J is for Jell-O and other culinary delights. Tenth of twenty-six posts in the April 2020 Blogging From A to Z Challenge on the theme “Endwell: My Elementary Years”— where my genealogy journey germinated. Wish me luck!
My elementary years in the late 1950s and early 1960s spanned a time when home cooking gave way to the first glimmers of fast food. Thus I went from homemade Jell-O to other culinary delights during my Endwell childhood.
Jell-O had been a mainstay in the home kitchen since 1897. But as the 1960s dawned, there were new flavors and colors and various ways to prepare it — all of them embraced by my mother and maternal grandmother.
My mom favored red Jell-O with a can of fruit cocktail dumped into it — which would sink to the bottom in a colorful hodgepodge. I think she served it with whipped cream as a sort of dessert. There always seemed to be a bowl of it jiggling away in the fridge.
Boom, my grandmother, was a lime Jell-O connoisseur. She fixed it as a fruit salad with crushed pineapple at the bottom served with a dollop of mayonnaise. Sometimes she even used clear gelatin to make aspic with tomato juice — but we kids preferred sweet Jell-O.
Southern Tier spiedies
As a main dish, the signature local delight was spiedies (pronounced SPEE-dees) — still popular all over New York’s Sounthern Tier. One commercial purveyor of spiedies and the marinade to make them was Lupo’s Char Pit — which was walking/biking distance from my house and is still open today.
Spiedies are basically marinaded meat chunks (you can soak them in Italian dressing in a pinch). They are cooked on a grill then pulled off their skewer by wrapping a slice of soft Italian bread around them (although Lupo’s serves them with a studier bun).
Even though Lupo’s was nearby, my mom and other mothers on the block made spiedies at home — soaking lamb, beef, pork or chicken in a big bowl of marinade in the fridge or on the counter.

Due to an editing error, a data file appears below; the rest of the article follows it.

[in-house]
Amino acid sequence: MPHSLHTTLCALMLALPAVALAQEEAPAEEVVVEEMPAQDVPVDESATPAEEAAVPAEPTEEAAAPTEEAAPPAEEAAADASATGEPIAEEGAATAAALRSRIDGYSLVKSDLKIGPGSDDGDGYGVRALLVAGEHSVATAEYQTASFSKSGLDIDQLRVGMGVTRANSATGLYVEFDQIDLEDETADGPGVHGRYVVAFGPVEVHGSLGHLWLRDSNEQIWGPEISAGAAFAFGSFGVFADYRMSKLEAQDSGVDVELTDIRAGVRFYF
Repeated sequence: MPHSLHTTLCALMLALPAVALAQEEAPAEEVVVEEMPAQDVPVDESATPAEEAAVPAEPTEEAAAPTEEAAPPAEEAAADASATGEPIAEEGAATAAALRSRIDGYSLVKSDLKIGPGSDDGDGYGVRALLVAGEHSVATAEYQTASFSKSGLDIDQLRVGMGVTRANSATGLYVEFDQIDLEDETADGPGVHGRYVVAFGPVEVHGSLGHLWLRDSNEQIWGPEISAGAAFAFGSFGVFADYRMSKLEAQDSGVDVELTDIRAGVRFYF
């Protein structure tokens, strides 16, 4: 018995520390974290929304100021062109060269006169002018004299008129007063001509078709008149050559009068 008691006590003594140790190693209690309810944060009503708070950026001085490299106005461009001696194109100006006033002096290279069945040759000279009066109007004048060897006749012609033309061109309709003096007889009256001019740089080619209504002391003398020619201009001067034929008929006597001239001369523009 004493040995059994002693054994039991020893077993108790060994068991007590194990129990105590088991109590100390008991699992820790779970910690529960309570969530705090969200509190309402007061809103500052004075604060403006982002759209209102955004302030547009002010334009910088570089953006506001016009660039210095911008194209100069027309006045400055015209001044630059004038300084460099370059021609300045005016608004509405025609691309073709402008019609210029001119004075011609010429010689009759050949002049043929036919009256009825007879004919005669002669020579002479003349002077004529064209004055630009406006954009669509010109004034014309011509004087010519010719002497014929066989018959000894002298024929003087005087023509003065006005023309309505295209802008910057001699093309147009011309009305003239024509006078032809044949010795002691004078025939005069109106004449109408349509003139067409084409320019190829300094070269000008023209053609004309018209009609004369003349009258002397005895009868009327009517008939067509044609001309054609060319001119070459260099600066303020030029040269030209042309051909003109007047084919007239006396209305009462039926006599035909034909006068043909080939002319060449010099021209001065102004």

What our moms didn’t know is that we kids loved them so much, we would sneak the meat cubes out of the savory liquid and eat them raw! At a street reunion last year some of us “kids,” now retired, laughed about surviving this experience.
Hot Pie: An Endicott specialty
Another quick meal for our growing family was Sicilian pizza — known locally in the Endwell area as “hot pie.” There were Italian bakeries all over Endicott, the next town over — and all of them served hot pie.
My family often made round pizza from scratch at home. But in a a pinch, hot pie — always in a rectangular pan and mostly bread with a bit of pizza sauce and cheese — was a special treat.
Grover’s Pig Stand
My parents were frugal, so we seldom ate out at restaurants. But one that we sometimes went to for all things pork was Grover’s Pig Stand on Main Street.
I remember the Pig Stand having sandwiches and French fries, which must have been affordable.
And nearby was the local distributor of Charles Chips — the fancy, perfectly cooked chips that were sold for pickup or delivery in beige and brown tins that I think might have been refillable. I loved to eat them with a cold glass of milk while watching TV.
Carvel for dessert
One store we did frequent was the local Carvel up the block from the Pig Stand. Once in a while we should stop for a soft ice cream cones.
But usually it was to pick up a package of Flying Saucer® ice cream sandwiches — those large chocolate cookies stuffed with chocolate or vanilla ice cream — to put in our big freezer in the garage.
We seemed to always have a package on hand — especially in the summer — and the trick was to let the sandwich thaw slightly so the cookie mixed in with the ice cream as you ate it.
Yum! They truly were “out of this world” — just as Carvel promised.
Up next: K is for KDKA and radio mania. Please stop back!
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